Open AccessArticle Child Welfare in Chile: Learning from International Experiences to Improve Family Interventions
Soc. Sci. 2015, 4(1), 219-238; doi:10.3390/socsci4010219
Received: 13 December 2014 / Revised: 10 February 2015 / Accepted: 12 February 2015 / Published: 13 March 2015
Cited by 1 | PDF Full-text (225 KB) | HTML Full-text | XML Full-text
Abstract
Poor outcomes and several complaints to the judicial system against residential services for children have triggered a deep review of the Chilean child welfare services, particularly in relation to family reunification. This paper offers strategic guidelines to improve alternative care for children younger
[...] Read more.
Poor outcomes and several complaints to the judicial system against residential services for children have triggered a deep review of the Chilean child welfare services, particularly in relation to family reunification. This paper offers strategic guidelines to improve alternative care for children younger than six years of age, who are under protective measures. To define such guidelines, a case study was developed based on current models of residential services and foster home programs, which included local (Chile) and international evidence; also this research includes original empirical data collected through focus groups and interviews with key stakeholders of these programs in Chile and in two countries with advanced social services for children (Sweden and Italy). Findings refer to a structural need for reforming social services for Chilean children. Such reform should involve appropriate legislation to guarantee the rights of children and families; a substantial budgetary review leading to an increase in spending; and boosting professional specialization; and raising the capacity for offering integrated services. Full article
Open AccessArticle Social Policies in Contemporary Latin America: Families and Poverty in the Social Protection Systems
Soc. Sci. 2015, 4(1), 134-147; doi:10.3390/socsci4010134
Received: 11 December 2014 / Accepted: 29 January 2015 / Published: 9 February 2015
Cited by 1 | PDF Full-text (227 KB) | HTML Full-text | XML Full-text
Abstract
This article examines the impact of social policies on the living conditions of poor families—particularly women—in Latin America from the late 1980s to the present. It identifies three distinct trends of familialism in the region’s social protection systems. The first social policy trend
[...] Read more.
This article examines the impact of social policies on the living conditions of poor families—particularly women—in Latin America from the late 1980s to the present. It identifies three distinct trends of familialism in the region’s social protection systems. The first social policy trend is characterized by poverty alleviation policies addressing the family in an “elliptical” way, taking for granted the idea of a nuclear family. The distinguishing trait of the second trend is the appearance of social programs aimed at families and stressing the role of women as chief caregivers and administrators. And finally, the third policy trend is defined by an expansion of more universal social programs targeting children and the elderly. Despite the recent emergence of programs with gender specific goals, social policies continue to put a great burden on female workers. For example, many subsidies to poor families deliver money directly to women, improving their intra-family bargaining power, but this translates also into an increase of responsibilities and the ensuing overload of work. Consequently, social policies in Latin America need to aim at encouraging a more egalitarian distribution of housework and care work within the family, especially given how well-established androcentrism is in the region. Full article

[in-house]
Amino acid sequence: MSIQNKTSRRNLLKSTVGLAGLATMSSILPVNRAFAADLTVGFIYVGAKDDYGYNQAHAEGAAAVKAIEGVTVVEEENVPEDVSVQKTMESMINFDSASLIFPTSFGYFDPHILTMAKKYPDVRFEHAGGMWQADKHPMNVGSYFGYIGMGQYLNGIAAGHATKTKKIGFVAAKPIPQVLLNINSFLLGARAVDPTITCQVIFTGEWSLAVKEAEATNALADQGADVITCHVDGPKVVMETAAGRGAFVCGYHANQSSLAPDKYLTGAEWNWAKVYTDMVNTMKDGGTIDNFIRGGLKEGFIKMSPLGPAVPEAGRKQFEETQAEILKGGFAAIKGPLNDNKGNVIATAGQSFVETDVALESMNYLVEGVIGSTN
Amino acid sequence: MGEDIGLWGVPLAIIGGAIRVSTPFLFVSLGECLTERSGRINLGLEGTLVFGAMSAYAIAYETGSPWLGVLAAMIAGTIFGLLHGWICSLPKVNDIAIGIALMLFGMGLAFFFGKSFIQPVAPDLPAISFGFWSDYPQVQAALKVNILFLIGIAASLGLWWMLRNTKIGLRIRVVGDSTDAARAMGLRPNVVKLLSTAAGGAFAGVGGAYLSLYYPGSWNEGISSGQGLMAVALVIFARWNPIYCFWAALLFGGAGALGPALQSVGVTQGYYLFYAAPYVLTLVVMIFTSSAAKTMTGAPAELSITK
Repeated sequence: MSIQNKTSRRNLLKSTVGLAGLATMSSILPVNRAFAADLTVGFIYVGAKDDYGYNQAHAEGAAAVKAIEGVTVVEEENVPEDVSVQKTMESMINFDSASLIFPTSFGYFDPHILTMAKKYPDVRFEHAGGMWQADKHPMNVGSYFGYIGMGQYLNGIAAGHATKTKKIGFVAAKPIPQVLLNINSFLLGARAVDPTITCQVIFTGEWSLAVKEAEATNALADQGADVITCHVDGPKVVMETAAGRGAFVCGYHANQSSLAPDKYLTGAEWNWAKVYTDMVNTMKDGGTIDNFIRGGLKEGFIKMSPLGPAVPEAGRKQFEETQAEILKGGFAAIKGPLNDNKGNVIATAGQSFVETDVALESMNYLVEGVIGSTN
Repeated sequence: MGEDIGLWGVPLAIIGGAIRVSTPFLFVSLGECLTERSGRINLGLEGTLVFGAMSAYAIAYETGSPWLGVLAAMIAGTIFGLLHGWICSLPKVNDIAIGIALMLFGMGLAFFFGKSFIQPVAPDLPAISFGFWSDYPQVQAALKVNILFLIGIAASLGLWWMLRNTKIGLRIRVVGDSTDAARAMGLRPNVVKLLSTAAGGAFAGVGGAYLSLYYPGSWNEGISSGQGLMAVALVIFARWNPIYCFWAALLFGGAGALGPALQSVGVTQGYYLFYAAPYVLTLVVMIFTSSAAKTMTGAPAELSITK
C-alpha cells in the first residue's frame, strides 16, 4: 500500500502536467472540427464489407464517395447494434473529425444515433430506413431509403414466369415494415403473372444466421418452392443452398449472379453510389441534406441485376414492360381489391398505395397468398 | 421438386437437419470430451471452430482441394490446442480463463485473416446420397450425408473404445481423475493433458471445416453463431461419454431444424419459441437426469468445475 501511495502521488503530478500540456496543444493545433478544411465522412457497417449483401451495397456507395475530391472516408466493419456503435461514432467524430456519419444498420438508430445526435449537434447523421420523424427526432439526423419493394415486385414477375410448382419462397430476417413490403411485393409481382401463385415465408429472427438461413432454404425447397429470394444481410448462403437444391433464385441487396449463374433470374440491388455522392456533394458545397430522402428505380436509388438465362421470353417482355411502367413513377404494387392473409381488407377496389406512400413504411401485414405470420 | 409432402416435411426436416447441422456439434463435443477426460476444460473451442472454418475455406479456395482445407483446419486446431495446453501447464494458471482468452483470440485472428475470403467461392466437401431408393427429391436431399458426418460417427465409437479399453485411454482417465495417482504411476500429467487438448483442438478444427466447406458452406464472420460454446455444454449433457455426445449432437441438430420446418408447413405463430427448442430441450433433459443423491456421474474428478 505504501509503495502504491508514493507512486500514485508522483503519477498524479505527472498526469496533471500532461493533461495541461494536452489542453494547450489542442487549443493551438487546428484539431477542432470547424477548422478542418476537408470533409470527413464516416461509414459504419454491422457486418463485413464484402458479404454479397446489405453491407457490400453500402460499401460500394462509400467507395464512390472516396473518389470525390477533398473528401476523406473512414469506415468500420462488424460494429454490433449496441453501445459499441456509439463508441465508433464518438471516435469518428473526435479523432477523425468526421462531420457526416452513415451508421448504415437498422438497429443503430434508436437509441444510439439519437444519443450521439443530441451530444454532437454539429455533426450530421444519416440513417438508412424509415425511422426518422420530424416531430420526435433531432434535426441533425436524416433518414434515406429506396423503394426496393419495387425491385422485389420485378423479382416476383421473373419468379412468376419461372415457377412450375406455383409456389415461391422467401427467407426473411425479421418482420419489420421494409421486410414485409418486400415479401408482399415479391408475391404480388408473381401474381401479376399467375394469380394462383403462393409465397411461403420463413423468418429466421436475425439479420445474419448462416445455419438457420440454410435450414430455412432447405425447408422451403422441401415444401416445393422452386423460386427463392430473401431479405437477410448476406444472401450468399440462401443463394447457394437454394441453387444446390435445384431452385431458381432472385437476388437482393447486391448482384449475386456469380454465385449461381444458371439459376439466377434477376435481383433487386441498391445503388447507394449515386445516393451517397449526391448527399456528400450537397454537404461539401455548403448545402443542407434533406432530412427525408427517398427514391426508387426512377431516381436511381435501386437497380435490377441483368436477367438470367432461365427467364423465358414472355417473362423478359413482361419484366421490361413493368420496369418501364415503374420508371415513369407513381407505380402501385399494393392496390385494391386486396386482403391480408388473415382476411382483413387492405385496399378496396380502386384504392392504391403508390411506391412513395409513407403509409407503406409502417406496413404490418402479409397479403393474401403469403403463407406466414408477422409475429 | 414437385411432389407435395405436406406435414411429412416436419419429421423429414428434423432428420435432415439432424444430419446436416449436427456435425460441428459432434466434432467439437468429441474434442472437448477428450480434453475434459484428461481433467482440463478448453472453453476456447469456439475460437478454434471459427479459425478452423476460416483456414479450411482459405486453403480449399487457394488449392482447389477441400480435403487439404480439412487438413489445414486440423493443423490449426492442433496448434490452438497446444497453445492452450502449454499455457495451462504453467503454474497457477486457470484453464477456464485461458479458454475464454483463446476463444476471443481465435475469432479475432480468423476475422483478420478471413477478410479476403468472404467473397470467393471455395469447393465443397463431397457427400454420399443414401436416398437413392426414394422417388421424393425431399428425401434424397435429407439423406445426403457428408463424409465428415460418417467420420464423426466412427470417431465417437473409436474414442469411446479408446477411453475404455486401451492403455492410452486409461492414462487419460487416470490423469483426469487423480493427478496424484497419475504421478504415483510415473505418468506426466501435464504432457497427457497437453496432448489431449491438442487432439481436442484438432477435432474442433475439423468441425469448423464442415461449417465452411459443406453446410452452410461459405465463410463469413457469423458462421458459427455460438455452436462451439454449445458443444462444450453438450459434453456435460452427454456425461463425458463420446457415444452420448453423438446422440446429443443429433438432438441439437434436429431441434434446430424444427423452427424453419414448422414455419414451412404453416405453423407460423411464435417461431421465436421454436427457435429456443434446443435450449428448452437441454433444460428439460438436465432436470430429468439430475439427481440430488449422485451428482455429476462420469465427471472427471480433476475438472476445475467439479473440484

Open AccessArticle Bringing the Family Back in: On Role Assignment and Clientification in the Swedish Social Services
Soc. Sci. 2015, 4(1), 117-133; doi:10.3390/socsci4010117
Received: 28 November 2014 / Revised: 22 January 2015 / Accepted: 30 January 2015 / Published: 5 February 2015
Cited by 2 | PDF Full-text (232 KB) | HTML Full-text | XML Full-text
Abstract
In Sweden, municipal social services provide help and support for vulnerable people with a variety of needs. Although the family has long been understood to be a focus of social work interventions, it is unclear how it is brought into the casework process
[...] Read more.
In Sweden, municipal social services provide help and support for vulnerable people with a variety of needs. Although the family has long been understood to be a focus of social work interventions, it is unclear how it is brought into the casework process in the highly individualised and specialised municipal social services. Therefore, in this study we investigated processes of client-making and role assignment in five service sectors: social assistance, child welfare, substance abuse, disability, and elderly care. We carried out focus group interviews with social workers in each of these sectors in a mid-sized community in central Sweden. Findings showed that clienthood and the family are interpreted in different ways. The family is brought into or kept out of service provisions in ways that are connected to social workers’ construction of the family either as expert, client or non-client. However, the role of the family may also change during the casework process. Findings are examined in relation to theories of the welfare state and implications for family-focused practice are discussed. Full article